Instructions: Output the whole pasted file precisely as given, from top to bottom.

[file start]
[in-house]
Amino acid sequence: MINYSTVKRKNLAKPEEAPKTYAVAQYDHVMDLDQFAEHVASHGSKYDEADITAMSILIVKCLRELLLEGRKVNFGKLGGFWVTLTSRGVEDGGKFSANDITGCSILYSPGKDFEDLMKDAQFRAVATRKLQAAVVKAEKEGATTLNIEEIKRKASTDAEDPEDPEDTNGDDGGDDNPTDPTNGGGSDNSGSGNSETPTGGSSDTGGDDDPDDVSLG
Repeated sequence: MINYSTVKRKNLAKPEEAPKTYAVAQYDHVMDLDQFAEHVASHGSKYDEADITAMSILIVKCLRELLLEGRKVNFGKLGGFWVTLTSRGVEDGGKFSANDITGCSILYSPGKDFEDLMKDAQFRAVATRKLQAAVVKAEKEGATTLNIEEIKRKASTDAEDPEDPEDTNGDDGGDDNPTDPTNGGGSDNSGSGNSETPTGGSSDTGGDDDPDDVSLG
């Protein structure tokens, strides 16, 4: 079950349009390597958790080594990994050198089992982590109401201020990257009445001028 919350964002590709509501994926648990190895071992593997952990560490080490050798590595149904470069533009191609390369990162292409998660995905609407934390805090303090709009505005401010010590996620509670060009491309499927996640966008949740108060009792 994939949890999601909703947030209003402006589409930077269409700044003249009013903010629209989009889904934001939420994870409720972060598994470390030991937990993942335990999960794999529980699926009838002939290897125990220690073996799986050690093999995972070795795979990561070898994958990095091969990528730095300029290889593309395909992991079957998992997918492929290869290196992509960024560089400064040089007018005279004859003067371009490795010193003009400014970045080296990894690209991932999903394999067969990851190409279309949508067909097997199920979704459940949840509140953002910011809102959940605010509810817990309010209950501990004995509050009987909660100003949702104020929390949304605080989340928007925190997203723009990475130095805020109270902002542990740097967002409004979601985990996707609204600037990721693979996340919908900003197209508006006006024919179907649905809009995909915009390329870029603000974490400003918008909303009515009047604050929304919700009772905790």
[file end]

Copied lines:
[in-house]
Amino acid sequence: MINYSTVKRKNLAKPEEAPKTYAVAQYDHVMDLDQFAEHVASHGSKYDEADITAMSILIVKCLRELLLEGRKVNFGKLGGFWVTLTSRGVEDGGKFSANDITGCSILYSPGKDFEDLMKDAQFRAVATRKLQAAVVKAEKEGATTLNIEEIKRKASTDAEDPEDPEDTNGDDGGDDNPTDPTNGGGSDNSGSGNSETPTGGSSDTGGDDDPDDVSLG
Repeated sequence: MINYSTVKRKNLAKPEEAPKTYAVAQYDHVMDLDQFAEHVASHGSKYDEADITAMSILIVKCLRELLLEGRKVNFGKLGGFWVTLTSRGVEDGGKFSANDITGCSILYSPGKDFEDLMKDAQFRAVATRKLQAAVVKAEKEGATTLNIEEIKRKASTDAEDPEDPEDTNGDDGGDDNPTDPTNGGGSDNSGSGNSETPTGGSSDTGGDDDPDDVSLG
């Protein structure tokens, strides 16, 4: 079950349009390597958790080594990994050198089992982590109401201020990257009445001028 919350964002590709509501994926648990190895071992593997952990560490080490050798590595149904470069533009191609390369990162292409998660995905609407934390805090303090709009505005401010010590996620509670060009491309499927996640966008949740108060009792 994939949890999601909703947030209003402006589409930077269409700044003249009013903010629209989009889904934001939420994870409720972060598994470390030991937990993942335990999960794999529980699926009838002939290897125990220690073996799986050690093999995972070795795979990561070898994958990095091969990528730095300029290889593309395909992991079957998992997918492929290869290196992509960024560089400064040089007018005279004859003067371009490795010193003009400014970045080296990894690209991932999903394999067969990851190409279309949508067909097997199920979704459940949840509140953002910011809102959940605010509810817990309010209950501990004995509050009987909660100003949702104020929390949304605080989340928007925190997203723009990475130095805020109270902002542990740097967002409004979601985990996707609204600037990721693979996340919908900003197209508006006006024919179907649905809009995909915009390329870029603000974490400003918008909303009515009047604050929304919700009772905790």